Monday, June 9, 2014

On the mythology of the "student-athlete"

Do universities provide "student-athletes" with a proper education in exchange for their athletic performance on the field?

I suppose it depends on the sport. But for the high-profile, high-profit sports, it is not clear that athletes are getting what they deserve from the university. Football and basketball athletes who participate on high-profile teams, the ones we watch on TV, are engaged in a highly profitable activity (Final Four rakes in more advertising dollars than the NFL playoffs) - but due to NCAA rules, the profits do not trickle down to the athletes - they require college profit centers student-athletes to remain "amateurs."

Scholarships are provided to these student athletes, of course - many of these highly skilled athletes are provided full-ride scholarships to excellent universities.

But are student-athletes getting a good deal?

A California federal court is exploring the issue of whether or not student-athletes are getting their fair share of the enormous profits reaped by the NCAA. From a Chronicle of Higher Ed article:
The plaintiffs, who include Ed O’Bannon, a former UCLA basketball star, and other current and former Bowl Subdivision football players and Division I men’s basketball players, say the NCAA has unfairly prevented them from earning a share of the billions of dollars of revenue the association brings in from television broadcasts and other commercial products in which they appear. They are seeking an injunction that would put an end to the NCAA’s rules limiting their ability to profit from their images.

The NCAA denies the allegations and has vigorously defended its system, arguing that its rules are necessary to maintain competitive balance and to protect academic values. NCAA athletes are students first, the association has long argued, and allowing them to license their images would create a "bidding war" for players that would undermine their ability to be effective students.

Lawyers for the plaintiffs say they plan to poke holes in the NCAA’s education claims, calling witnesses who will expose details about colleges' channeling of athletes into easy classes and putting extensive demands on their schedules. Those commitments, which can require up to 40 hours a week of their time, prevent many athletes from receiving a meaningful education, the plaintiffs say.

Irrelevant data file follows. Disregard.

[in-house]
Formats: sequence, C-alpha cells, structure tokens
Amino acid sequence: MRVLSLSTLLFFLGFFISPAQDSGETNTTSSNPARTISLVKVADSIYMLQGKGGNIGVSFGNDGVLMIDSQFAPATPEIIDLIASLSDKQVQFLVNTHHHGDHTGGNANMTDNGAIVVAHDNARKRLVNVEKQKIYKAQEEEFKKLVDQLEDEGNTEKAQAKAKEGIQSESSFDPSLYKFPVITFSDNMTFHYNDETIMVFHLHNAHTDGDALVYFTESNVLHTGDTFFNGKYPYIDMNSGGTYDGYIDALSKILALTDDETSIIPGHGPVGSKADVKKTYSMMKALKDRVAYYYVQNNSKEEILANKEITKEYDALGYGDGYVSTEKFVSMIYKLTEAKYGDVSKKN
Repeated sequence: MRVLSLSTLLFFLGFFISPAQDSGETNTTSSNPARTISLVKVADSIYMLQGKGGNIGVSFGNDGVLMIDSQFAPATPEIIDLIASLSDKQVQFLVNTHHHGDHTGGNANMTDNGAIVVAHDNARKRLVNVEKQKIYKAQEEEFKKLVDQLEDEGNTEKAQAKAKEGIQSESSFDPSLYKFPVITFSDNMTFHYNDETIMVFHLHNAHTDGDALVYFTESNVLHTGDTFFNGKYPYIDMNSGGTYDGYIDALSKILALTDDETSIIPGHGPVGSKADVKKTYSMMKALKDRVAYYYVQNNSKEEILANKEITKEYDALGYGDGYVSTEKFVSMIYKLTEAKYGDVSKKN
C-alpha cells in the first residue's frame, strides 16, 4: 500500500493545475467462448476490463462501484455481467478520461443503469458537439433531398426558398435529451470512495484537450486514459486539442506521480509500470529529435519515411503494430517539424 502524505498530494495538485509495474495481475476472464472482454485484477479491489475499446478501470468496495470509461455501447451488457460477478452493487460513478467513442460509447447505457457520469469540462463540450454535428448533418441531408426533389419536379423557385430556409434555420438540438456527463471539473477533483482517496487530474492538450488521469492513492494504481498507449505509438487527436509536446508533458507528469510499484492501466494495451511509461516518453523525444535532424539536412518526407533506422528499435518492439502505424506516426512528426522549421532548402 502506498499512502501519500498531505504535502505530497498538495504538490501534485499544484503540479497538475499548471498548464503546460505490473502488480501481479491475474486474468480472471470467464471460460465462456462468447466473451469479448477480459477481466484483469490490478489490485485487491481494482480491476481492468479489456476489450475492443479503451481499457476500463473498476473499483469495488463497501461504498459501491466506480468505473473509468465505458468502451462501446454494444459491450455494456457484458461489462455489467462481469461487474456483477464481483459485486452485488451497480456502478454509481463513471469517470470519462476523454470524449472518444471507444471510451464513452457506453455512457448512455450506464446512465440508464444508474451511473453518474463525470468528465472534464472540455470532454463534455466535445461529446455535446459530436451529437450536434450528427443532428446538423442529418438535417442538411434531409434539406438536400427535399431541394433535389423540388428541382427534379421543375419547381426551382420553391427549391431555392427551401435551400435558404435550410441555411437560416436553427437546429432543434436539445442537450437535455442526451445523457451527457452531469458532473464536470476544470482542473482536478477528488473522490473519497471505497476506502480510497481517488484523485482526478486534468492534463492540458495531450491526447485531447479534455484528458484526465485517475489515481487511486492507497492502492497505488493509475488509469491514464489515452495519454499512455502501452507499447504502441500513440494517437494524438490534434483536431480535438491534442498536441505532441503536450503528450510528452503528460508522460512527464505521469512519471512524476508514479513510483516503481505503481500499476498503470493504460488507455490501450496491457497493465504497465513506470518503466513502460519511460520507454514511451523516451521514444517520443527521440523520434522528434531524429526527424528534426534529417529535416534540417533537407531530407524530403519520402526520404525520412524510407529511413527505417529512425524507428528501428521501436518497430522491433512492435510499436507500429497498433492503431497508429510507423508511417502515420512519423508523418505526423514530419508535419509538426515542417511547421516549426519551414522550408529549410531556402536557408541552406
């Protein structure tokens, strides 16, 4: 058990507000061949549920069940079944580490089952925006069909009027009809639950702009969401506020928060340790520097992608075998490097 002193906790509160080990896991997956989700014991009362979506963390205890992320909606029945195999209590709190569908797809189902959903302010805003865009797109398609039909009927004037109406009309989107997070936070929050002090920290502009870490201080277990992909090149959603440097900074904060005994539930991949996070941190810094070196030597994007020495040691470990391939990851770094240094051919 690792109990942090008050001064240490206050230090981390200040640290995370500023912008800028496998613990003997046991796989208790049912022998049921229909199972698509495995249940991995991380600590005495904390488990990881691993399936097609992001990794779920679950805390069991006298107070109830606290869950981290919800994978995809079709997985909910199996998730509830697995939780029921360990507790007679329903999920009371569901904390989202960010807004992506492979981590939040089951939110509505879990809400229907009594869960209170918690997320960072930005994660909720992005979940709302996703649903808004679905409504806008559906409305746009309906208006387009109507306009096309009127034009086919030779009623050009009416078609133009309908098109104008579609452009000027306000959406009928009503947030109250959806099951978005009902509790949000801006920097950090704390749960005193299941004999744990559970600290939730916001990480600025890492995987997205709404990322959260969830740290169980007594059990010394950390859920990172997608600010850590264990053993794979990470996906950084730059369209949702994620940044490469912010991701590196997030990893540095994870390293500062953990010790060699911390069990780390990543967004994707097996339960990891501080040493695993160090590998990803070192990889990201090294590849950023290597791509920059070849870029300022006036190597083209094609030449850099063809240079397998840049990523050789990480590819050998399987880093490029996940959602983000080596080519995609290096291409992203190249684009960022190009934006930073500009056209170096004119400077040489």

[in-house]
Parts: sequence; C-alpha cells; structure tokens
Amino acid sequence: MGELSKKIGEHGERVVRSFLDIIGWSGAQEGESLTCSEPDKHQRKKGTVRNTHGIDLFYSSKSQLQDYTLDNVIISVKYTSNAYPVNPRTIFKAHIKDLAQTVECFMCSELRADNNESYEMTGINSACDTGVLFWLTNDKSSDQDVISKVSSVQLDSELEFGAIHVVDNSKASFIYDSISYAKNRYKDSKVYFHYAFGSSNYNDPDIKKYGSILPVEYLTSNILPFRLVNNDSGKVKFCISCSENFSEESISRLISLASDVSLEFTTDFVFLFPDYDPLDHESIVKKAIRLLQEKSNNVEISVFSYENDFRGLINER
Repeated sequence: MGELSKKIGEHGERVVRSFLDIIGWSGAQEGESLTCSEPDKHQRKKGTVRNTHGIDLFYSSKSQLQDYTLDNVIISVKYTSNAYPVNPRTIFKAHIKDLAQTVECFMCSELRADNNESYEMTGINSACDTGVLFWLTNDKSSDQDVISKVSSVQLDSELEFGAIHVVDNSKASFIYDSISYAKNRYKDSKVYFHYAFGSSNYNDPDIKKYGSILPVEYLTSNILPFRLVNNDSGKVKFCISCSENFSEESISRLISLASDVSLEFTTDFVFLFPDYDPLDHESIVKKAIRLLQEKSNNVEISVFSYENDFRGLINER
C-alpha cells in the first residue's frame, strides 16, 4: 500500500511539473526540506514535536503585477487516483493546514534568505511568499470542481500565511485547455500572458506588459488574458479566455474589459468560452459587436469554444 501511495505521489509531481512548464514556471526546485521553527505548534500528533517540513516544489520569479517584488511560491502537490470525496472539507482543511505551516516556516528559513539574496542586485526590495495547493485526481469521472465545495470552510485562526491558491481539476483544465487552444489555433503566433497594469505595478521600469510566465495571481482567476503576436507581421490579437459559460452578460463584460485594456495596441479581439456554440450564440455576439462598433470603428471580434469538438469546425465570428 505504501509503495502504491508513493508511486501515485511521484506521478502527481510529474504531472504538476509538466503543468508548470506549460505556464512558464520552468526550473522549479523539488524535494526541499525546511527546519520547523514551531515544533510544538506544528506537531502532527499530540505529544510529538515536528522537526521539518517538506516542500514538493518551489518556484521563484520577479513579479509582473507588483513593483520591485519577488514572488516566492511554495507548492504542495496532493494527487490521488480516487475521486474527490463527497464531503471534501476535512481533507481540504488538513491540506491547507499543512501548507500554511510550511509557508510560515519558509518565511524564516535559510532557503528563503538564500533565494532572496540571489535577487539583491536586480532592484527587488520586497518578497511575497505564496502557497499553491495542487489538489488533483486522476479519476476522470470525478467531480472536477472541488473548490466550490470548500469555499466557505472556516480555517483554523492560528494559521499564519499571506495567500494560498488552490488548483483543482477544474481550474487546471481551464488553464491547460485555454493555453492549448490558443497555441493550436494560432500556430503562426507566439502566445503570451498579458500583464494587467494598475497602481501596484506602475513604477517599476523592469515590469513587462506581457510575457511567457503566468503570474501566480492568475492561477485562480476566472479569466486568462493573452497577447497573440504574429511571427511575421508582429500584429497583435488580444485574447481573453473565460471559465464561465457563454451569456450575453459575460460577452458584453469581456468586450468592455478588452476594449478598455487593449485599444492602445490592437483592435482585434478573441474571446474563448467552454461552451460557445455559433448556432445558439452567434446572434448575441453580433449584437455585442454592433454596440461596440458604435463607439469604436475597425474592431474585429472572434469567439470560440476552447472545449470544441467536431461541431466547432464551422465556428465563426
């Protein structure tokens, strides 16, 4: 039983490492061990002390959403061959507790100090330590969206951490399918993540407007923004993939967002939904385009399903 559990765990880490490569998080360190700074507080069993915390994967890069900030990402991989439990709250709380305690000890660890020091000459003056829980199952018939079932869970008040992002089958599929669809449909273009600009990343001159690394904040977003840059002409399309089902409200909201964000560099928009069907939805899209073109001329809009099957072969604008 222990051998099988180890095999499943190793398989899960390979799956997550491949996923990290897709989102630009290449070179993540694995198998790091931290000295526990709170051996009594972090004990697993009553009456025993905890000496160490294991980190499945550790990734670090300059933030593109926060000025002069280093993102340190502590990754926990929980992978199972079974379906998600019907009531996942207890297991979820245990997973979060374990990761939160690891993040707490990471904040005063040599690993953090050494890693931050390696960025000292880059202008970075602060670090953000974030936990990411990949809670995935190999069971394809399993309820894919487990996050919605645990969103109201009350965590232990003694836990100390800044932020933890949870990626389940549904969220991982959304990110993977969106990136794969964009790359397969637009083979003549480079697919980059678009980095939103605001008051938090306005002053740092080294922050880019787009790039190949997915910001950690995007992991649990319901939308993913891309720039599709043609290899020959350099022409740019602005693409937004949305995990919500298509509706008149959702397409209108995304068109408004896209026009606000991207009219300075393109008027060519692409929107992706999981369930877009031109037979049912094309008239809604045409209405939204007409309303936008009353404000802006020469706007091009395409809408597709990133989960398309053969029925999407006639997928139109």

Certainly, the NCAA wants to do nothing that would "would undermine their ability to be effective students."

However, do highly profitable athletes have the time to be "effective students"? That's debatable. In March, the National Labor Relations Board issued a ruling that paves the way for Northwestern football players to unionize. According to the NLRB ruling, the time college athletes on their high-profile sport far outweighs the time spent in a classroom - this makes them "employees" rather than students. Of course, this case focuses solely on football players who, at Northwestern, tend to graduate from that highly selective school in high numbers.

In North Carolina, there's a question of a different sort being debated about the role of the "student-athlete" at University of North Carolina-Chapel Hill. Has the oldest public university in the country lived up to its promise of educating its student-athletes?

Rashad McCants, member of UNC's 2005 championship basketball team, says no. According to a Raleigh News Observer story, McCants says that to keep him eligible, "...tutors wrote his papers, that he went to classes about half the time at UNC-Chapel Hill and that no-show courses in the Afro- and African-American Studies Department, or AFAM, kept him eligible." McCants also links his coach to the practice of steering students to no-show or "paper classes" - where the only requirement was a paper at the end of the term.

Roy Williams, UNC-CH basketball coach and the highest paid public employee in the state of North Carolina, is shocked, SHOCKED that one of his former players would accuse him of academic fraud.

But he also offers this peculiar perspective on these questionable paper classes: